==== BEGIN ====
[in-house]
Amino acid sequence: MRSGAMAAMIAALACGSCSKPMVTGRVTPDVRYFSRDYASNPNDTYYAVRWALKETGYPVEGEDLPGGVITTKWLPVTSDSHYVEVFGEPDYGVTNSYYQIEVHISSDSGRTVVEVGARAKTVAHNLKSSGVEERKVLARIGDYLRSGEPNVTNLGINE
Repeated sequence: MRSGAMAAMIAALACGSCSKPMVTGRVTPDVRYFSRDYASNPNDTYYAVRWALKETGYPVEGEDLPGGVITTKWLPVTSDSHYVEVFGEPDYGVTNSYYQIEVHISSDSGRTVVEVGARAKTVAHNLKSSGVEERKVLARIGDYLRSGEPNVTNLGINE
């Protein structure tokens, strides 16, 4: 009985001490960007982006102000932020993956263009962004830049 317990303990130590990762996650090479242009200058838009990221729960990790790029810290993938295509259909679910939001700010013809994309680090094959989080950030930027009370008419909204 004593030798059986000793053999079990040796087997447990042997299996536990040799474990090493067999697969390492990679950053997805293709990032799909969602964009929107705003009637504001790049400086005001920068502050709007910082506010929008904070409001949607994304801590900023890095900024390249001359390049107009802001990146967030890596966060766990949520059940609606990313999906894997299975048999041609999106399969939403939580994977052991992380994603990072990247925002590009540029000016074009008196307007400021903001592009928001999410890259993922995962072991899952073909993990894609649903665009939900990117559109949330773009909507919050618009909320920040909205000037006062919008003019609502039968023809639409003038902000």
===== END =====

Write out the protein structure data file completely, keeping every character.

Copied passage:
[in-house]
Amino acid sequence: MRSGAMAAMIAALACGSCSKPMVTGRVTPDVRYFSRDYASNPNDTYYAVRWALKETGYPVEGEDLPGGVITTKWLPVTSDSHYVEVFGEPDYGVTNSYYQIEVHISSDSGRTVVEVGARAKTVAHNLKSSGVEERKVLARIGDYLRSGEPNVTNLGINE
Repeated sequence: MRSGAMAAMIAALACGSCSKPMVTGRVTPDVRYFSRDYASNPNDTYYAVRWALKETGYPVEGEDLPGGVITTKWLPVTSDSHYVEVFGEPDYGVTNSYYQIEVHISSDSGRTVVEVGARAKTVAHNLKSSGVEERKVLARIGDYLRSGEPNVTNLGINE
């Protein structure tokens, strides 16, 4: 009985001490960007982006102000932020993956263009962004830049 317990303990130590990762996650090479242009200058838009990221729960990790790029810290993938295509259909679910939001700010013809994309680090094959989080950030930027009370008419909204 004593030798059986000793053999079990040796087997447990042997299996536990040799474990090493067999697969390492990679950053997805293709990032799909969602964009929107705003009637504001790049400086005001920068502050709007910082506010929008904070409001949607994304801590900023890095900024390249001359390049107009802001990146967030890596966060766990949520059940609606990313999906894997299975048999041609999106399969939403939580994977052991992380994603990072990247925002590009540029000016074009008196307007400021903001592009928001999410890259993922995962072991899952073909993990894609649903665009939900990117559109949330773009909507919050618009909320920040909205000037006062919008003019609502039968023809639409003038902000």